The South of Algeria has something to say

While protests in the north of Algeria grabs headlines today, protest and dissent in the Algerian Sahara have been going on for decades.

Image credit Joan Vila via Flickr (CC).

The massive protests in Algeria that began in late February 2019 have clearly shaken the core of political institutions in the country. While media focus, both by journalists and on social media, has been on northern Algeria, strikes and protests in Algeria’s oil-rich south have been occurring for decades.

A large swathe of the rural population in Algeria’s massive Saharan south continues to live in economic precarity. While the national unemployment rate in Algeria is estimated at 20 percent, “many living in the Sahara say that the true rate is close to 50 percent in their region.”

The Sahara comprises over 85% of Algeria’s territory, yet it is populated by less than 10% of the population. It is also ethnically diverse, composed of Amazigh confederations, such as Mozabites of the northern Sahara and Kel Ajjer Tuareg of the southern Sahara, and nomadic Arab tribes.

Saharan inhabitants have been protesting regularly since the 1970s because they feel alienated from an elite ruling class in the north who do not understand the south’s unique needs, shaped by the challenging natural elements and relative isolation of the Sahara. The region’s oil wealth further contrasts with the government’s structural neglect of its inhabitants. The neglect of the south also reflects larger tensions over identity and politics in Algeria.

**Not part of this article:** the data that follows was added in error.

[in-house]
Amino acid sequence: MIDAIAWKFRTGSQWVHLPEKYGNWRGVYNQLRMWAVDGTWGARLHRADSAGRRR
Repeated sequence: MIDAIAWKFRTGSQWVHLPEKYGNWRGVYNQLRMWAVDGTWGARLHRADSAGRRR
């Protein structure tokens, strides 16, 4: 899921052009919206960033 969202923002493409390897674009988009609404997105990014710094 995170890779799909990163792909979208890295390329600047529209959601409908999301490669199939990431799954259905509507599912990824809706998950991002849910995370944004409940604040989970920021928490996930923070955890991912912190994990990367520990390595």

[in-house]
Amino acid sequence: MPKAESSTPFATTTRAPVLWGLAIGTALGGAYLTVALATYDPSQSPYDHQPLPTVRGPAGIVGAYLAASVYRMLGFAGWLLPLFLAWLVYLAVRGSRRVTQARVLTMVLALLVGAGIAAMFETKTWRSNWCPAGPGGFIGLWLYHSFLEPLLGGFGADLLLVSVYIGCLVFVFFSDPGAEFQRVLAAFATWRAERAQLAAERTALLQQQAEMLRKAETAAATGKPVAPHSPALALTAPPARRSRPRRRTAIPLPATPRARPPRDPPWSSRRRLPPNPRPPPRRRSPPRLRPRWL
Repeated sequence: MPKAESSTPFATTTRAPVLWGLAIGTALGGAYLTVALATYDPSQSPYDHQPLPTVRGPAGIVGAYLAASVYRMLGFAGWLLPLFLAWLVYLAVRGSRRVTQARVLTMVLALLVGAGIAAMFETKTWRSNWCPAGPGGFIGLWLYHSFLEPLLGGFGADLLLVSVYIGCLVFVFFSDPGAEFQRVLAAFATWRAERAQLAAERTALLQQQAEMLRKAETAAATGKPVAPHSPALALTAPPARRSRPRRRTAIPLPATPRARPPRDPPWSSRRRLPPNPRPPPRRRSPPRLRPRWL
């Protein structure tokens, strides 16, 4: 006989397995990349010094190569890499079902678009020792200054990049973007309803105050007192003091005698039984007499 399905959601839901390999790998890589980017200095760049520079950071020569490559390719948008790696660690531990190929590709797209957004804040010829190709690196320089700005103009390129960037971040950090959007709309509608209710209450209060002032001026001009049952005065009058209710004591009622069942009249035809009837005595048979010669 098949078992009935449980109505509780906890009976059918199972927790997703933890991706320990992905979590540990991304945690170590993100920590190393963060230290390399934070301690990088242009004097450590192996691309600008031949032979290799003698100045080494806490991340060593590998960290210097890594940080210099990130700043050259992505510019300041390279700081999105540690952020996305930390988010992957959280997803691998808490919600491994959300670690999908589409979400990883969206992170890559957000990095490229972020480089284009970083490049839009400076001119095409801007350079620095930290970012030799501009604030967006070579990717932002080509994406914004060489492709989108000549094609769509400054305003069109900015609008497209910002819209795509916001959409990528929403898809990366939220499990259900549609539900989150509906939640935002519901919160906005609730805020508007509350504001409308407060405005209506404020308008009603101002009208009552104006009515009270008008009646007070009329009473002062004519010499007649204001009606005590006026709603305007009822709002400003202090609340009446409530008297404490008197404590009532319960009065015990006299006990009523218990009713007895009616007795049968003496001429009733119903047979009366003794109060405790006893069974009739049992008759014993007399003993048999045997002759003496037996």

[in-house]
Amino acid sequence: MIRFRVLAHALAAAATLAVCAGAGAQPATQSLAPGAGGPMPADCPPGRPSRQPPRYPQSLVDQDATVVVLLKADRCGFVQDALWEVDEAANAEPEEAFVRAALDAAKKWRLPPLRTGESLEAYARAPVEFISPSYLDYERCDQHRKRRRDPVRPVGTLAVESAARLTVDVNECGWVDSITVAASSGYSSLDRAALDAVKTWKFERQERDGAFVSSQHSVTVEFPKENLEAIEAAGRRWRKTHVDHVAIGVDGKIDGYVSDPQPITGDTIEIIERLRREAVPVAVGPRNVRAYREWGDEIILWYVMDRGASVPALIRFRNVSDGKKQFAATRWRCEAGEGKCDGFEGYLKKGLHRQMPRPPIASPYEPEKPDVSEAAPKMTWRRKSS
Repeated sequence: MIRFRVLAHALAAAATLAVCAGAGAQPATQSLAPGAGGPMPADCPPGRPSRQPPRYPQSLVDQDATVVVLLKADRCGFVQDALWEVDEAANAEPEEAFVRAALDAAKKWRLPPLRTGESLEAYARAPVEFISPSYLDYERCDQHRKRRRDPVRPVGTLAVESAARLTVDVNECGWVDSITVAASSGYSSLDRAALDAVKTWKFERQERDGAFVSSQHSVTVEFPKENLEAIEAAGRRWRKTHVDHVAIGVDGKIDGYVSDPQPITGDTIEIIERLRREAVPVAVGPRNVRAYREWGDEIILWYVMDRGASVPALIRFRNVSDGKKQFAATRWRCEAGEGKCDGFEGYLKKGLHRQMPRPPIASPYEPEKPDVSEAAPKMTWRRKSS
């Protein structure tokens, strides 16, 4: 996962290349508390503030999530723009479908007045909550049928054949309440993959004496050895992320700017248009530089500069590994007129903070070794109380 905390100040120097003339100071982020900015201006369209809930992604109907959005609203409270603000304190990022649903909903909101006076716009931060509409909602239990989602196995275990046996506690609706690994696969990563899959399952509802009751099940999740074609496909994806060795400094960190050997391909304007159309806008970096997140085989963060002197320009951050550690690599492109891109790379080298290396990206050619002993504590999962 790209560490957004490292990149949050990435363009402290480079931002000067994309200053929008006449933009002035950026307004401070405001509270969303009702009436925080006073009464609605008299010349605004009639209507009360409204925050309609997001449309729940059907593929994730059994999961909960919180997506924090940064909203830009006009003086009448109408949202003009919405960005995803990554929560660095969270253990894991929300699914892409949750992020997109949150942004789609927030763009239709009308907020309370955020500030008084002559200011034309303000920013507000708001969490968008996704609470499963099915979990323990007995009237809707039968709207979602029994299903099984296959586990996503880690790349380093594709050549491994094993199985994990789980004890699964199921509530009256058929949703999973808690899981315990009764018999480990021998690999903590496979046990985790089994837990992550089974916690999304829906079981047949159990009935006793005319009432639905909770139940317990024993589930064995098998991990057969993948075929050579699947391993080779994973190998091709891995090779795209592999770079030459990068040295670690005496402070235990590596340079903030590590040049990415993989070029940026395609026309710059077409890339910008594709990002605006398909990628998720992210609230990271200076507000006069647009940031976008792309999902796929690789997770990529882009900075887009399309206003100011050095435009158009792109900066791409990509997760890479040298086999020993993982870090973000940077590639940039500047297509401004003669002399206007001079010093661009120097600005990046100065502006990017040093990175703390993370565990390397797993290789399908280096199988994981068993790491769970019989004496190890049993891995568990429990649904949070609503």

In February 2016, a group of unemployed men from the southern province of Ouargla sewed their mouths shut, cut their arms and chests with sharp razors and placed nooses around their necks in a public protest against worsening unemployment in the Sahara. The protest, combined with weeks of sit-ins and hunger strikes, failed to garner the attention of officials. Earlier, in 2015, the residents of Ain Salah, an oasis town in the southern province of Tamanrasset, protested against government plans to drill for shale gas nearby. The anti-shale gas movement, called Soumoud, cited environmental concerns as reasons for their protests that rapidly spread across Tamanrasset. Following the onset of the February 2019 protests across northern cities, industrial and wildcat strikes took place across the south, crippling Sonatrach, the country’s national oil and gas company, and demonstrating how political sentiment in the north remains tightly connected to that of the south.